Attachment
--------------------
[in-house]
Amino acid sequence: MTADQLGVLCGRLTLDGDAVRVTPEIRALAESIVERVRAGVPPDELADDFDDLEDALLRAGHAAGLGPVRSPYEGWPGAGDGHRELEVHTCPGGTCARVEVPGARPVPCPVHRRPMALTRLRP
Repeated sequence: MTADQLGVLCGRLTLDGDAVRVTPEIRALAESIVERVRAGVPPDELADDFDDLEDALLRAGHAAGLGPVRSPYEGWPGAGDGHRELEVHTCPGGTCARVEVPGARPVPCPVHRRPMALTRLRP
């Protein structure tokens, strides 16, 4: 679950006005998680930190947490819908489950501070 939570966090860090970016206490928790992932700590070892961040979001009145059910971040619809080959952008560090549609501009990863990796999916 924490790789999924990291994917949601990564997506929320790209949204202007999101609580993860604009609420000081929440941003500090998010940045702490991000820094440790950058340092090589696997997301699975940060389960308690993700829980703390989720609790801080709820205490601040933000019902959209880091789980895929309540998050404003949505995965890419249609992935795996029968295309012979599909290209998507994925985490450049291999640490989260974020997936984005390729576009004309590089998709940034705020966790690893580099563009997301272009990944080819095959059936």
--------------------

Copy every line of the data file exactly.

[in-house]
Amino acid sequence: MTADQLGVLCGRLTLDGDAVRVTPEIRALAESIVERVRAGVPPDELADDFDDLEDALLRAGHAAGLGPVRSPYEGWPGAGDGHRELEVHTCPGGTCARVEVPGARPVPCPVHRRPMALTRLRP
Repeated sequence: MTADQLGVLCGRLTLDGDAVRVTPEIRALAESIVERVRAGVPPDELADDFDDLEDALLRAGHAAGLGPVRSPYEGWPGAGDGHRELEVHTCPGGTCARVEVPGARPVPCPVHRRPMALTRLRP
């Protein structure tokens, strides 16, 4: 679950006005998680930190947490819908489950501070 939570966090860090970016206490928790992932700590070892961040979001009145059910971040619809080959952008560090549609501009990863990796999916 924490790789999924990291994917949601990564997506929320790209949204202007999101609580993860604009609420000081929440941003500090998010940045702490991000820094440790950058340092090589696997997301699975940060389960308690993700829980703390989720609790801080709820205490601040933000019902959209880091789980895929309540998050404003949505995965890419249609992935795996029968295309012979599909290209998507994925985490450049291999640490989260974020997936984005390729576009004309590089998709940034705020966790690893580099563009997301272009990944080819095959059936």